Samsung offers the S20 FE in a wide range of vibrant hues, but I think the deep navy blue of my review model is much more “classy” than it is “cool” — it’s a nice sport coat instead of a neon parka; a steak and glass of chianti instead of a burger from a van; an HBO drama instead of WWE highlights. It’s much more attractive than the sinfully dull gray of the S20 Ultra, but then just about anything is.
Its rear panel is made from plastic, but its frosted finish makes it look and feel more like glass to me (Samsung even calls it “glasstic”). There’s toughened Gorilla Glass 5 on the front and aluminum on its edges. It feels sturdy and comfortable to hold and the matte texture of the back means fingerprints aren’t much of a problem.
There’s no headphone jack, so hopefully you’ve invested in some bluetooth headphones by now (you won’t get any headphones in the box) but the phone does have IP68 waterproofing, which will keep it safe from spilled drinks or heavy rain.
A beefy battery
Samsung has stuffed a 4,500-mAh battery inside the S20 FE, which is 500 mAh more than the battery it put in the regular S20. It’s no surprise that it has a lot of power to offer. I haven’t yet been able to do our full suite of battery-drain tests on the phone, but after an hour of YouTube streaming at full brightness, the phone had only dropped by 7%, which is very good.
Anecdotally, I found that it had well over half its battery left after a day of photographing, playing videos and doing bits of gaming. I have no doubt that it’ll comfortably get you through a full day of mixed use and probably well into the next. It also supports wireless charging as well as 25-watt fast charging to give it a quick juice up if you’re about to head out.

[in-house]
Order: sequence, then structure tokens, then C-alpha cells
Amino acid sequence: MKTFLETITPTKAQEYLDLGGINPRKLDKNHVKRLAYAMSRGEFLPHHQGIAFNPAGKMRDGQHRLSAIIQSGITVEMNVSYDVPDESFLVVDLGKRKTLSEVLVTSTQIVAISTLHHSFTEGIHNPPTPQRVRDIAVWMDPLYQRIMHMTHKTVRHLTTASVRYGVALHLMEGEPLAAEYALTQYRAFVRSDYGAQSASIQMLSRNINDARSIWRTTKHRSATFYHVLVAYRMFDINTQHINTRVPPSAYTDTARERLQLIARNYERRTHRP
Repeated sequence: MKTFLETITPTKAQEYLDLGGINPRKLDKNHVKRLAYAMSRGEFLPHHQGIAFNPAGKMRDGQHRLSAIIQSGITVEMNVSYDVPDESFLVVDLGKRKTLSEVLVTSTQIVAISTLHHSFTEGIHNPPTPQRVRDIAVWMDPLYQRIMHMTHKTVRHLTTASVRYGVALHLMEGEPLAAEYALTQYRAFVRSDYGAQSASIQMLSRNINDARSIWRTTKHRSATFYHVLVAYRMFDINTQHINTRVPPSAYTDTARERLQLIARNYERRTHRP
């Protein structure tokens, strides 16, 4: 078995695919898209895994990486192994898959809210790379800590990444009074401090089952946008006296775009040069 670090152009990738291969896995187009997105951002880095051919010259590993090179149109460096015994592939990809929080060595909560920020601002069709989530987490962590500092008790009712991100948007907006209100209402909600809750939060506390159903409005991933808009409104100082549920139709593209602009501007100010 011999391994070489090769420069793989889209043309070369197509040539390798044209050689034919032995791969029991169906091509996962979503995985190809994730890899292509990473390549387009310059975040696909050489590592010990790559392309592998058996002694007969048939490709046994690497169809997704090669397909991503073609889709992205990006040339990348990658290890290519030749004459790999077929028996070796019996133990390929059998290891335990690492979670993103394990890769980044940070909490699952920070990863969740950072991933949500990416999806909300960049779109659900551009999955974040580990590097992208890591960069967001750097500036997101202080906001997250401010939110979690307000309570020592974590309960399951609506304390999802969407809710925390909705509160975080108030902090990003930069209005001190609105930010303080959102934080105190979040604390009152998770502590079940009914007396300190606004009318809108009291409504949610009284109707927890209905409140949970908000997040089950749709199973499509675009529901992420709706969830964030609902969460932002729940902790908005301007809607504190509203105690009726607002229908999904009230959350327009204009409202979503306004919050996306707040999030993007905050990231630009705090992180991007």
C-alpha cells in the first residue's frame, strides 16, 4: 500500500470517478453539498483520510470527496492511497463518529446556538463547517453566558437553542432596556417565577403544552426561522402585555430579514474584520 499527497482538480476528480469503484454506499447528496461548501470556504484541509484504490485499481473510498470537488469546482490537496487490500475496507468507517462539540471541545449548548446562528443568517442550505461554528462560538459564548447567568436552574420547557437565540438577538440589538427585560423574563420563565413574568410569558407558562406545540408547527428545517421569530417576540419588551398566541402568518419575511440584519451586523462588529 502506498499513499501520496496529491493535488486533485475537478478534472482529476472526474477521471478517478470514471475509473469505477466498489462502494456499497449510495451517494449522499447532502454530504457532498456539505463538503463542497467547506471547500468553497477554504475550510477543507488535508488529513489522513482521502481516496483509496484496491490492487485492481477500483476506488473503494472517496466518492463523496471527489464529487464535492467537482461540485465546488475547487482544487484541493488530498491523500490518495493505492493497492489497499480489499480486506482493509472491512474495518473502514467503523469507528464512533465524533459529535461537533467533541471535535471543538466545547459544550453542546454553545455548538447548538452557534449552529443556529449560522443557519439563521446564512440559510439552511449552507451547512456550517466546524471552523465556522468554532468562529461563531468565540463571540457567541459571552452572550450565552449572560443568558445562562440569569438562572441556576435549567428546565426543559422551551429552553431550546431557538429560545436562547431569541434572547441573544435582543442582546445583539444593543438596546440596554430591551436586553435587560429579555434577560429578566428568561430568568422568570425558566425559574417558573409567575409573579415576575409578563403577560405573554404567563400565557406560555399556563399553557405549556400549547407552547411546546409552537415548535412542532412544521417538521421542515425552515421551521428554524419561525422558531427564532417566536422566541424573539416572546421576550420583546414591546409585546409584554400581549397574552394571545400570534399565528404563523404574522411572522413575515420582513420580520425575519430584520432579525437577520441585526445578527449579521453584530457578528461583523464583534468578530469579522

Samsung Galaxy S20 FE specs comparison chart
|Samsung Galaxy S20 FE||Samsung Galaxy S20 Ultra||OnePlus 8 Pro||Apple iPhone SE (2020)|
|Display size, resolution||6.5-inch super AMOLED; 2,400×1,080 pixels||6.9-inch Dynamic AMOLED 2X||6.78-inch AMOLED; 1,440×3,168 pixels||4.7-inch Retina HD; 1,334×750 pixels|
|Dimensions (inches)||TBA||2.99 by 6.57 by 0.35 in.||6.51 by 2.93 by 0.35 in.||5.45 by 2.65 by 0.29 in.|
|Dimensions (millimeters)||159.8 by 75.5 by 8.4mm||76.0 by 166.9 by 8.8mm||165 by 74.4 by 8.5mm||138.4 by 67.3 by 7.3 mm|
|Weight (ounces, grams)||190g||7.76 oz.; 220g||199g||5.22 oz.; 148g|
|Mobile software||Android 10||Android 10||Android 10||iOS 13|
|Camera||12-megapixel (standard), 12-megapixel (ultrawide), 8-megapixel (3x telephoto)||108-megapixel (wide-angle), 48-megapixel (telephoto), 12-megapixel (ultrawide), time-of-flight camera||48-megapixel main, 8-megapixel telephoto, 48-megapixel ultrawide, 5-megapixel “color filter”||12-megapixel|
|Processor||Qualcomm Snapdragon 865 (5G) Samsung Exynos 990 (4G)||64-bit octa-core processor (Max 2.7GHz + 2.5GHz + 2GHz)||Qualcomm Snapdragon 865||Apple A13 Bionic|
|Storage||128GB||128GB, 512GB||128GB, 256B||64GB, 128GB, 256GB|
|RAM||6GB||12GB, 16GB||8GB, 12GB||Not disclosed|
|Expandable storage||1TB||Up to 1TB||None||No|
|Battery||4,500 mAh||5,000 mAh||4,300 mAh||Not disclosed, but Apple claims it has the same battery life as iPhone 8|
|Fingerprint sensor||In-screen||In-screen||In-screen||Home button|
|Special features||120Hz screen refresh rate, support for 30W fast charging and 15W fast wireless charging||5G enabled; 120Hz refresh rate; 100X zoom; water resistant (IP68)||5G enabled, Fast-charging, fast wireless charging, 120Hz display||Water resistant (IP67); dual-SIM capabilities (nano-SIM and e-SIM); wireless charging|
|Price off-contract (USD)||$699||$1,399 (128GB), $1,599 (512GB)||$899||$399 (64GB), $449 (128GB), $549 (256GB)|
|Price (GBP)||£599 (4G), £699 (5G)||£1,199 (128GB), £1,399 (512GB)||£799||£419 (64GB), £469 (128GB), £569 (256GB)|
|Price (AUD)||AU$999 (4G), AU$1,149 (5G)||AU$1,999 (128GB), AU$2,249 (512GB)||AU$1,435 converted||AU$749 (64GB), AU$829 (128GB), AU$999 (256GB)|
First published Oct. 4